Naming Guidelines for the AARNet X.500 Directory Service
RFC 1562

Document Type RFC - Informational (December 1993; No errata)
Last updated 2013-03-02
Stream Legacy
Formats plain text pdf htmlized bibtex
Stream Legacy state (None)
Consensus Boilerplate Unknown
RFC Editor Note (None)
IESG IESG state RFC 1562 (Informational)
Telechat date
Responsible AD (None)
Send notices to (None)
Network Working Group                                      G. Michaelson
Request for Comments: 1562                  The University of Queensland
Category: Informational                                         M. Prior
                                              The University of Adelaide
                                                           December 1993

        Naming Guidelines for the AARNet X.500 Directory Service

Status of this Memo

   This memo provides information for the Internet community.  This memo
   does not specify an Internet standard of any kind.  Distribution of
   this memo is unlimited.

Background

   This document is an AARNet (Australian Academic and Research Network)
   Engineering Note (AEN-001).  AARNet Engineering Notes are engineering
   documents of the AARNet Engineering Working Group, and record current
   or proposed operational practices related to the provision of
   Internetworking services within Australia, and AARNet in particular.

Abstract

   AARNet is a member network of the global Internet and participates in
   the global Internet X.500 based Directory Service. A number of RFC's
   have been issued that make recommendations that alter or supplement
   the OSI/ETU standards for X.500 [1]. In general, these RFCs will be
   followed by the AARNet Directory Service.  However, in certain cases
   we wish to align ourselves with our national ISO body (Standards
   Australia) rather than the Internet where they conflict.  In naming,
   we have chosen to align ourselves with Standards Australia and this
   document notes the difference in our approach to the Internet
   guidelines suggested in RFC 1384 [2].

1.  Introduction

   The intended audience of this document is the administrators (or
   potential administrators) of an X.500 Directory System Agent (DSA).
   It is assumed that the reader is familiar with the relevant Internet
   documents, especially RFC 1384.

Michaelson & Prior                                              [Page 1]
RFC 1562         Naming Guidelines for the AARNet X.500    December 1993

2.  The Australian X.500 domain

   Standards Australia (SAA) have produced a document [3] that describes
   the organisation of the Australian X.500 namespace. It is considered
   that, as far as possible, we should align the AARNet Directory
   Service with these requirements in order to provide a smooth
   transition to an Australian Directory Service as ultimately the OSI
   Registration Authority of Standards Australia has naming authority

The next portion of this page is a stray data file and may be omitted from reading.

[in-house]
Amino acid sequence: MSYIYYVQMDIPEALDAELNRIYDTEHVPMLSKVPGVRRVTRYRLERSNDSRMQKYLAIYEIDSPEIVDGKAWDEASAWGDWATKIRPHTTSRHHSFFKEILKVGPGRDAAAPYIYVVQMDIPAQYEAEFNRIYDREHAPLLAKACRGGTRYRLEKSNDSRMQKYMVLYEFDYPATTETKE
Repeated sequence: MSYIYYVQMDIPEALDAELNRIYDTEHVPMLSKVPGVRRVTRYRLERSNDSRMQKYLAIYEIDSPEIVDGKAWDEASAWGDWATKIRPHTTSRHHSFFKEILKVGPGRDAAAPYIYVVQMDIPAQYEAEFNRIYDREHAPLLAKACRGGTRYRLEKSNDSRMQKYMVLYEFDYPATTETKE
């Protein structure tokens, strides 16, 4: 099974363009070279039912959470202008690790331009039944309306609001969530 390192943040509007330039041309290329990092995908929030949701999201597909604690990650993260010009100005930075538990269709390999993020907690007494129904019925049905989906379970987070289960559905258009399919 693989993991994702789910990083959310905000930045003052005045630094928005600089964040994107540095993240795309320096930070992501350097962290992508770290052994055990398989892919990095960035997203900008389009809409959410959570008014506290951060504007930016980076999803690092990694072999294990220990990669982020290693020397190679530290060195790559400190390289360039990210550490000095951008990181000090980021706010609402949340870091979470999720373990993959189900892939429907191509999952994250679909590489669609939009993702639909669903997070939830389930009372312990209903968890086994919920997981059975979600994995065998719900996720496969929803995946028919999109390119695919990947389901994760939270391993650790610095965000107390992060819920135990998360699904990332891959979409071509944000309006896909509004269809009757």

for the DIT subtree underneath the node "c=AU".

   The SAA document defines only two types of objects that can be placed
   directly below the c=AU node in the DIT, organisations with
   nationally recognised names and localities representing the states
   and territories of the Commonwealth of Australia.

   It is intended to follow this scheme with one modification. The
   recommendation doesn't indicate where ADMD and PRMD names should be
   registered and so these objects will be treated as for organisations
   with nationally recognised names.

3.  Entries representing DSAs

   The naming convention currently used by the Internet leads to a large
   amount of clutter due to organisational DSAs being named directly
   under the country node. The "normal" user of a directory service
   isn't interested in the mechanics of the service and so the presence
   of these entries in such a prominent location is unfortunate. In
   order to avoid this clutter, and to conform to SAA requirements, we
   have created a pseudo organisation called DMD where all Australian
   DSAs should be registered.

   Rather than continue the Quipu tradition of naming DSAs after
   endangered South American animals, in Australia, it is suggested that
   DSAs be named after Australian fauna.

4.  Entries representing the states and territories of Australia

   Immediately subordinate to the Australian entry are locality objects
   representing the eight states and territories of the Commonwealth of
   Australia. The RDN of these entries will use the stateOrProvinceName
   attribute and have values consisting of the standard Australian two
   or three letter abbreviations for the particular state of territory.

5.  Entries representing organisations

   SAA recommends that organisations are registered as immediate
   subordinates of either the Australian entry or of the eight states
   and territories depending on the uniqueness of the organisation's

Michaelson & Prior                                              [Page 2]
RFC 1562         Naming Guidelines for the AARNet X.500    December 1993

   name.

   Organisations that can demonstrate that they have a name unique
   within Australia (for example, if it has been allocated a name by an
   organisation that can guarantee this uniqueness such as the
   Australian Securities Commission) may be added immediately beneath
   the Australian entry.  If the name is only unique within a specific
Show full document text